Mario Safier

hen reading the Clarín newspaper I found an interesting article by Héctor Negro about maestro Raúl Garello that said that he was born in the city of Chacabuco, province of Buenos Aires. It also said that with the passing of time, with his presence, contemporary tango evidenced one of the most important contributions to what is considered the generation of “post-Piazzolla” musicians.

I completely agree with this concept because, as it is widely known, Astor meant a turning point between the sound of the forties and the present tango; there is a time before and a time after him in the music of Buenos Aires. Garello is a happy consequence of this process.

He arrived in Buenos Aires from his hometown, with the experience of having played in different local groups.

He immediately joined staff orchestra of Radio Belgrano in which he met Leopoldo Federico, whom he later replaced in the quartet led by Roberto Firpo (Jr.).

He played in different aggregations accompanying prestigious singers of the period and recorded with Roberto Pansera.

Alongside the bandoneon players Alfredo de Franco and Osvaldo Piro he joined the accompanying outfit for Alberto Morán. The following year he led the orchestra that backed the above-mentioned singer.

Soon thereafter his most fruitful and relevant “tenure” took place: he joined the Aníbal Troilo Orchestra as bandoneon player. This stage would highly influence his style and personality.

His early works as orchestra arranger were made in 1966: Agustín Bardi’s “La guiñada” for the Baffa-Berlingieri Orchestra and Juan Carlos Cobián’s “Los mareados” for Pichuco’s orquesta. In the latter he stayed as arranger and bandoneon player until the leader’s demise in 1975.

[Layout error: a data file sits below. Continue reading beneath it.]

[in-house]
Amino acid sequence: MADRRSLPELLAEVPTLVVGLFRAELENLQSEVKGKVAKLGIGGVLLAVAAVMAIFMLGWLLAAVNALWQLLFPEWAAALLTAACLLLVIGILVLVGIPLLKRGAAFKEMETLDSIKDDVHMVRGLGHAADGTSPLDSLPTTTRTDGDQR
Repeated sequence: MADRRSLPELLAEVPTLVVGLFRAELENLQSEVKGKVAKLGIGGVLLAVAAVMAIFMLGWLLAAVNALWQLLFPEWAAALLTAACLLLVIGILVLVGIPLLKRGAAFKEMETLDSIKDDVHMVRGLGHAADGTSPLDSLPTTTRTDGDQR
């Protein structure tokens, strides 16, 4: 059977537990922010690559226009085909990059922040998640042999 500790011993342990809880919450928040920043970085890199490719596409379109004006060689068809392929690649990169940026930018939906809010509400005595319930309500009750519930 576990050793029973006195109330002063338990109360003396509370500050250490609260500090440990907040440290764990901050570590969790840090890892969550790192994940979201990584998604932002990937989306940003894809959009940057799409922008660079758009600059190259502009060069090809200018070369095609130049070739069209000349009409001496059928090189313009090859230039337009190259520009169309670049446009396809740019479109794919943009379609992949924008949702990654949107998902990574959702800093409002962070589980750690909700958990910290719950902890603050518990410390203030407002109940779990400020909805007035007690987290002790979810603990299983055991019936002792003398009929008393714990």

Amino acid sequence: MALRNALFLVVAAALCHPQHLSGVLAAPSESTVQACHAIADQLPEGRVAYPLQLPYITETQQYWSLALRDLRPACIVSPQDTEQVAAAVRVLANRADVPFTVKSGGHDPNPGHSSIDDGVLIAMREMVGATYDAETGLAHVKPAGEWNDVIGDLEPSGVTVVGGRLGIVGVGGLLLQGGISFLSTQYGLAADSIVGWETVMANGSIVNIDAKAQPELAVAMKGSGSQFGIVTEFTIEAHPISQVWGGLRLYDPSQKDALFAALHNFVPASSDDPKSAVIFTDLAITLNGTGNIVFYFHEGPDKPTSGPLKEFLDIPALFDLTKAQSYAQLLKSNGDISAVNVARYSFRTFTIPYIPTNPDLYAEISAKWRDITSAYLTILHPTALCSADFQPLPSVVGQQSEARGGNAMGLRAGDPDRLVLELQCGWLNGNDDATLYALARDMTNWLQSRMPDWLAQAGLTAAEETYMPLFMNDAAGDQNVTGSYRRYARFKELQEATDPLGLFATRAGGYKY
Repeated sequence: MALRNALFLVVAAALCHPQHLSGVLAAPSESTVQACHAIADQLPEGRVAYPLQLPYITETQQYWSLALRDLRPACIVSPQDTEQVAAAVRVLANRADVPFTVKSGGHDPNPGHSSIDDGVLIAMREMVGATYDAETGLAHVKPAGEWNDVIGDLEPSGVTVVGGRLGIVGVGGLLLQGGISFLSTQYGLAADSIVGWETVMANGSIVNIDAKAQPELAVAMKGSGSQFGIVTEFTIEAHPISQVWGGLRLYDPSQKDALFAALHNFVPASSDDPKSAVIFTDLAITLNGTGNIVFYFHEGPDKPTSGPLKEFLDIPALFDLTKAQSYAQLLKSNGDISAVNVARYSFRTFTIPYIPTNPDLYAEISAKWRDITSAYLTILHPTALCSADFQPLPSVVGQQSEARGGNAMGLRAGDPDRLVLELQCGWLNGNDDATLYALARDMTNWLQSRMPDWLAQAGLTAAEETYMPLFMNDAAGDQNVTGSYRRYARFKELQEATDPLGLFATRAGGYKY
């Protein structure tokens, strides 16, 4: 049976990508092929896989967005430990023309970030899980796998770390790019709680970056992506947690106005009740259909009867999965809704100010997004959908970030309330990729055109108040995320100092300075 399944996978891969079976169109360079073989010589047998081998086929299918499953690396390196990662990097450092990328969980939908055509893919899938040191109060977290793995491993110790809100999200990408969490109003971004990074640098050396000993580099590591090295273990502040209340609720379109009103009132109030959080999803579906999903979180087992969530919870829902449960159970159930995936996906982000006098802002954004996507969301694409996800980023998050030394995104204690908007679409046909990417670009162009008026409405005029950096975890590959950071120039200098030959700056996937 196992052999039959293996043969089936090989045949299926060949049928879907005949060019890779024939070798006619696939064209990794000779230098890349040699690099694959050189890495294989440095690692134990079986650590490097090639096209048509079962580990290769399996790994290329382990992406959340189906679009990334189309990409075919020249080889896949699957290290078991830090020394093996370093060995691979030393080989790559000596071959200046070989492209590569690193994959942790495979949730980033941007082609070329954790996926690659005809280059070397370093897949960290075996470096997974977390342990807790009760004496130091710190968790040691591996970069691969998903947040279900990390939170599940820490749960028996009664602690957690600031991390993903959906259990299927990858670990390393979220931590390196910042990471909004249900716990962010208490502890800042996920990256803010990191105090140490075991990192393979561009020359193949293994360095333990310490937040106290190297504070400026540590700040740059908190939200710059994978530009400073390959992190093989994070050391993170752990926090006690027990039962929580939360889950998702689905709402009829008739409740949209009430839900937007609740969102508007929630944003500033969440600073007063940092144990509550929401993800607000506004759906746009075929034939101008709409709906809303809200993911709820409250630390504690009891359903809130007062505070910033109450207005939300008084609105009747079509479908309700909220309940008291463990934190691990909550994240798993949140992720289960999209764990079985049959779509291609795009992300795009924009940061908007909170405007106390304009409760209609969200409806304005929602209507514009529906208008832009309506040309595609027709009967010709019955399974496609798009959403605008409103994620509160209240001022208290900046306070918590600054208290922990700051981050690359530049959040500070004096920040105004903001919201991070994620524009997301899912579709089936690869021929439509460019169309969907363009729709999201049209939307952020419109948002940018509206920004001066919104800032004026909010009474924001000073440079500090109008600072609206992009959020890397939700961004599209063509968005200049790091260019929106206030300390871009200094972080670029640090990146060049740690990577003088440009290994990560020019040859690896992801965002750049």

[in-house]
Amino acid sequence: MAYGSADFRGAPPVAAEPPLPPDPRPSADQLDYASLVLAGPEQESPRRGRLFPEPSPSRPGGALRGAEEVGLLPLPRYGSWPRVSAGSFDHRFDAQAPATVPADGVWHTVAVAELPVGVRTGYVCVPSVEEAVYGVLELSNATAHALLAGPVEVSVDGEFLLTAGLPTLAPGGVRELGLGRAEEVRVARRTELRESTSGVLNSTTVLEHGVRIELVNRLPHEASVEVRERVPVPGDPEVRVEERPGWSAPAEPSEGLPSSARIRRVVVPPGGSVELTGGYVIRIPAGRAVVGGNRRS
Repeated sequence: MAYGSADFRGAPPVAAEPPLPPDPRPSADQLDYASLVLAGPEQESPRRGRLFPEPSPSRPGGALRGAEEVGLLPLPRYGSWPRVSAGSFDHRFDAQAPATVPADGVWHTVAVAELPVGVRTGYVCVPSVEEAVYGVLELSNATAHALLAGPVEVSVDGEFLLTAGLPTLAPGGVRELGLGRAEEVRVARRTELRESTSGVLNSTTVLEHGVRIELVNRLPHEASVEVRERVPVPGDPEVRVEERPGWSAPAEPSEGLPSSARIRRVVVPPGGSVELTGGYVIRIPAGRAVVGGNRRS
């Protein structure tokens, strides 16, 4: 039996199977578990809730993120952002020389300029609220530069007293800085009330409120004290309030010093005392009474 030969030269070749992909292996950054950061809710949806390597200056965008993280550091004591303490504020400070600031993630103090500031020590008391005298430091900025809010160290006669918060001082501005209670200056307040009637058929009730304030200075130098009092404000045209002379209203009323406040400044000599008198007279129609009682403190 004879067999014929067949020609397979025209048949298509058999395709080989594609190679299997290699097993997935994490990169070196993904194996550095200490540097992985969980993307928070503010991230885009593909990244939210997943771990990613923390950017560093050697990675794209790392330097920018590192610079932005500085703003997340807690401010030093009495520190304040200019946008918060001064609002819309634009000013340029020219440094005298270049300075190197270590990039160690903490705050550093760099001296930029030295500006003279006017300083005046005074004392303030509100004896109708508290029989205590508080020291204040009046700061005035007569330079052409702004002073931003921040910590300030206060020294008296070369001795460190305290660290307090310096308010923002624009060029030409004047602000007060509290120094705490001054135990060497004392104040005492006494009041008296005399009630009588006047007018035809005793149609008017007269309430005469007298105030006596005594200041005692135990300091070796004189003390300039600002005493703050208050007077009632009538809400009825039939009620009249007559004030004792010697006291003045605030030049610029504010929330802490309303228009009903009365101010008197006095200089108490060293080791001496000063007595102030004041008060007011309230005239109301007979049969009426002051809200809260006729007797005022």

It is worthwhile to emphasize the way Garello reached the rank of “staff” arranger for Troilo. The latter was about to start a series of recordings with his orchestra in the RCA-Victor studios, when somebody made him hear a brand-new record by his former vocalist Roberto Goyeneche. “Pichuco” was nicely struck by the sound of the orchestra that accompanied the “Polaco” and asked who was the one responsible for the orchestration. When he was answered that Raúl Garello was, he asked: «The same one that plays with me?». When they ratified this to him, Troilo asked Garello if he dared to write some arrangement for his unit. So in 1967 he began the first of these tasks with an instrumental version of “Los Mareados” that later would be included in the volume 2 of “Troilo for Export”.

Since then Garello started to arrange the whole book of “Pichuco”, except the Julián Plaza’s numbers that continued being arranged by the latter. In an interview made on a radio station, Garello said that rather than an arranger he considered himself an instrumentator, since the real arranger was “Pichuco” who approved of or rejected what he wrote.

Since 1965, already as leader, he appeared and recorded along outstanding soloists: Roberto Goyeneche, Rubén Juárez, Floreal Ruiz, Roberto Rufino, Eladia Blázquez, Edmundo Rivero, the Spaniard Dyango and Susana Rinaldi. The records of Victor label credit his work under the name “Orquesta Típica Porteña”. He as well wrote for the orchestras led by Enrique Francini and Leopoldo Federico.

In 1974 he made his debut with his first group, a sextet, at “El viejo almacén” of San Telmo whose owner was the great singer Edmundo Rivero.

In 1977 he began a remarkable series of four records with his orchestra enhanced by 27 players performing his own instrumental compositions: “Che Buenos Aires” (previously premiered by the Troilo Orchestra in 1969), “Verdenuevo”, “Margarita de agosto”, “Muñeca de marzo”, “Pequeña Martina”, “Bien al mango", “Vaciar la copa”, “Aves del mismo plumaje”, “Che Pichín” and “Pasajeros del tiempo”.

At this stage also a great number of songs written by him were released. Among them we have “Dice una guitarra”, which has a magnifi